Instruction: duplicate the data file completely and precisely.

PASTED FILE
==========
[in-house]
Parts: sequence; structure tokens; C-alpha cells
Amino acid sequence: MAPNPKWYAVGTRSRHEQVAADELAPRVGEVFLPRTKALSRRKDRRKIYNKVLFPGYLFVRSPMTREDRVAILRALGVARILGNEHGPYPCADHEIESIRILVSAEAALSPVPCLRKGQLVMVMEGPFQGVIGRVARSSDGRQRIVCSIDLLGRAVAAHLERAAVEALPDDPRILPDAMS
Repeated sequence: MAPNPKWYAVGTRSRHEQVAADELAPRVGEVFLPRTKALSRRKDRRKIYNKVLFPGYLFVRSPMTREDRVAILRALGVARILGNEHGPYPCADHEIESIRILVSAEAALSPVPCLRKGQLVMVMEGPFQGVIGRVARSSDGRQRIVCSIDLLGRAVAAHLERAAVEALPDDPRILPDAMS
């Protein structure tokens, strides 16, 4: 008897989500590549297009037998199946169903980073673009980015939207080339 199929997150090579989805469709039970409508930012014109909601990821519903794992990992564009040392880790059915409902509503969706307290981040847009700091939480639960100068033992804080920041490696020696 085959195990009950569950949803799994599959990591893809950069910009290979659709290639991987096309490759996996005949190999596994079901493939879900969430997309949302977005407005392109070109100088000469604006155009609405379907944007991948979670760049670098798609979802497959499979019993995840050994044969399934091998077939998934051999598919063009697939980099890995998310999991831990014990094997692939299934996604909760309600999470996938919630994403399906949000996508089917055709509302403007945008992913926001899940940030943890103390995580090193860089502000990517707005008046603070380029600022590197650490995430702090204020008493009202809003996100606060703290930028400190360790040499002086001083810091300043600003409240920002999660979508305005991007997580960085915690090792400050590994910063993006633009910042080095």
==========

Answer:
[in-house]
Parts: sequence; structure tokens; C-alpha cells
Amino acid sequence: MAPNPKWYAVGTRSRHEQVAADELAPRVGEVFLPRTKALSRRKDRRKIYNKVLFPGYLFVRSPMTREDRVAILRALGVARILGNEHGPYPCADHEIESIRILVSAEAALSPVPCLRKGQLVMVMEGPFQGVIGRVARSSDGRQRIVCSIDLLGRAVAAHLERAAVEALPDDPRILPDAMS
Repeated sequence: MAPNPKWYAVGTRSRHEQVAADELAPRVGEVFLPRTKALSRRKDRRKIYNKVLFPGYLFVRSPMTREDRVAILRALGVARILGNEHGPYPCADHEIESIRILVSAEAALSPVPCLRKGQLVMVMEGPFQGVIGRVARSSDGRQRIVCSIDLLGRAVAAHLERAAVEALPDDPRILPDAMS
């Protein structure tokens, strides 16, 4: 008897989500590549297009037998199946169903980073673009980015939207080339 199929997150090579989805469709039970409508930012014109909601990821519903794992990992564009040392880790059915409902509503969706307290981040847009700091939480639960100068033992804080920041490696020696 085959195990009950569950949803799994599959990591893809950069910009290979659709290639991987096309490759996996005949190999596994079901493939879900969430997309949302977005407005392109070109100088000469604006155009609405379907944007991948979670760049670098798609979802497959499979019993995840050994044969399934091998077939998934051999598919063009697939980099890995998310999991831990014990094997692939299934996604909760309600999470996938919630994403399906949000996508089917055709509302403007945008992913926001899940940030943890103390995580090193860089502000990517707005008046603070380029600022590197650490995430702090204020008493009202809003996100606060703290930028400190360790040499002086001083810091300043600003409240920002999660979508305005991007997580960085915690090792400050590994910063993006633009910042080095």